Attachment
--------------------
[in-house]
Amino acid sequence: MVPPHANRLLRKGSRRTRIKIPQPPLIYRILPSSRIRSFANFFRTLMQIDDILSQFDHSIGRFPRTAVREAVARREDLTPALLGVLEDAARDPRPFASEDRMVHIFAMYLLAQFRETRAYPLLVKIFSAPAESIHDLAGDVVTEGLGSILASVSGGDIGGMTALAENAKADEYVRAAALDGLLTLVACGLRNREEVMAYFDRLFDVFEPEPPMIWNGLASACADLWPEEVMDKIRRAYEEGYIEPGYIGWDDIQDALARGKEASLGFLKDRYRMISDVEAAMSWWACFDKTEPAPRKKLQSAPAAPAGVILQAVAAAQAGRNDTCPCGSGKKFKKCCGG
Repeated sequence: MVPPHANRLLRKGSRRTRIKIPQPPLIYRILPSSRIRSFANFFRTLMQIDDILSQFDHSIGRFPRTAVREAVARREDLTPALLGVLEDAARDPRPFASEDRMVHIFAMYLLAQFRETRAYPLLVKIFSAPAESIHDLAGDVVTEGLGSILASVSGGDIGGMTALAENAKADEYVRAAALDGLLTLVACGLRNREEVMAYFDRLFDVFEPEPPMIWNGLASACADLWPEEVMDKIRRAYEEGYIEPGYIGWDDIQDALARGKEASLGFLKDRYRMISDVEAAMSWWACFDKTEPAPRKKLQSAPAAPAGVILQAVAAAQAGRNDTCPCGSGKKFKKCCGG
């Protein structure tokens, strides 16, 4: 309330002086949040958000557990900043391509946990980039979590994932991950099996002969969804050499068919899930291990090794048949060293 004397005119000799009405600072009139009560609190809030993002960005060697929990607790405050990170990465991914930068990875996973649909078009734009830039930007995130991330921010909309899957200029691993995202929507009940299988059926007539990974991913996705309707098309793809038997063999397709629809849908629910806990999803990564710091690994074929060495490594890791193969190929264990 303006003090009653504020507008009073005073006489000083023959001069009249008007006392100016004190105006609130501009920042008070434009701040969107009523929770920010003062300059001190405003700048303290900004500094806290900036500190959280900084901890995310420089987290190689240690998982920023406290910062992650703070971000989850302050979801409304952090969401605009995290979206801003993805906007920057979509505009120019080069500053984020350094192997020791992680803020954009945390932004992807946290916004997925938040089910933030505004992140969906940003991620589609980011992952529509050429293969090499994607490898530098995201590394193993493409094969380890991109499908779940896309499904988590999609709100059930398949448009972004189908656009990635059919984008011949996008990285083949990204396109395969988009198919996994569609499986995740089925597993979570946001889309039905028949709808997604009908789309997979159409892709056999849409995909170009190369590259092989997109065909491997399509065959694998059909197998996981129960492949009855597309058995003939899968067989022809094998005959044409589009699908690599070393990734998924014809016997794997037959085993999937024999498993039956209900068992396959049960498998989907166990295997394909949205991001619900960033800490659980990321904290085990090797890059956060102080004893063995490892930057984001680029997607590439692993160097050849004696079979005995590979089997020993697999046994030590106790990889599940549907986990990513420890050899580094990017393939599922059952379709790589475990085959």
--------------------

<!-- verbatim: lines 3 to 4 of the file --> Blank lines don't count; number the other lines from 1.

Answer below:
Repeated sequence: MVPPHANRLLRKGSRRTRIKIPQPPLIYRILPSSRIRSFANFFRTLMQIDDILSQFDHSIGRFPRTAVREAVARREDLTPALLGVLEDAARDPRPFASEDRMVHIFAMYLLAQFRETRAYPLLVKIFSAPAESIHDLAGDVVTEGLGSILASVSGGDIGGMTALAENAKADEYVRAAALDGLLTLVACGLRNREEVMAYFDRLFDVFEPEPPMIWNGLASACADLWPEEVMDKIRRAYEEGYIEPGYIGWDDIQDALARGKEASLGFLKDRYRMISDVEAAMSWWACFDKTEPAPRKKLQSAPAAPAGVILQAVAAAQAGRNDTCPCGSGKKFKKCCGG
């Protein structure tokens, strides 16, 4: 309330002086949040958000557990900043391509946990980039979590994932991950099996002969969804050499068919899930291990090794048949060293 004397005119000799009405600072009139009560609190809030993002960005060697929990607790405050990170990465991914930068990875996973649909078009734009830039930007995130991330921010909309899957200029691993995202929507009940299988059926007539990974991913996705309707098309793809038997063999397709629809849908629910806990999803990564710091690994074929060495490594890791193969190929264990 303006003090009653504020507008009073005073006489000083023959001069009249008007006392100016004190105006609130501009920042008070434009701040969107009523929770920010003062300059001190405003700048303290900004500094806290900036500190959280900084901890995310420089987290190689240690998982920023406290910062992650703070971000989850302050979801409304952090969401605009995290979206801003993805906007920057979509505009120019080069500053984020350094192997020791992680803020954009945390932004992807946290916004997925938040089910933030505004992140969906940003991620589609980011992952529509050429293969090499994607490898530098995201590394193993493409094969380890991109499908779940896309499904988590999609709100059930398949448009972004189908656009990635059919984008011949996008990285083949990204396109395969988009198919996994569609499986995740089925597993979570946001889309039905028949709808997604009908789309997979159409892709056999849409995909170009190369590259092989997109065909491997399509065959694998059909197998996981129960492949009855597309058995003939899968067989022809094998005959044409589009699908690599070393990734998924014809016997794997037959085993999937024999498993039956209900068992396959049960498998989907166990295997394909949205991001619900960033800490659980990321904290085990090797890059956060102080004893063995490892930057984001680029997607590439692993160097050849004696079979005995590979089997020993697999046994030590106790990889599940549907986990990513420890050899580094990017393939599922059952379709790589475990085959």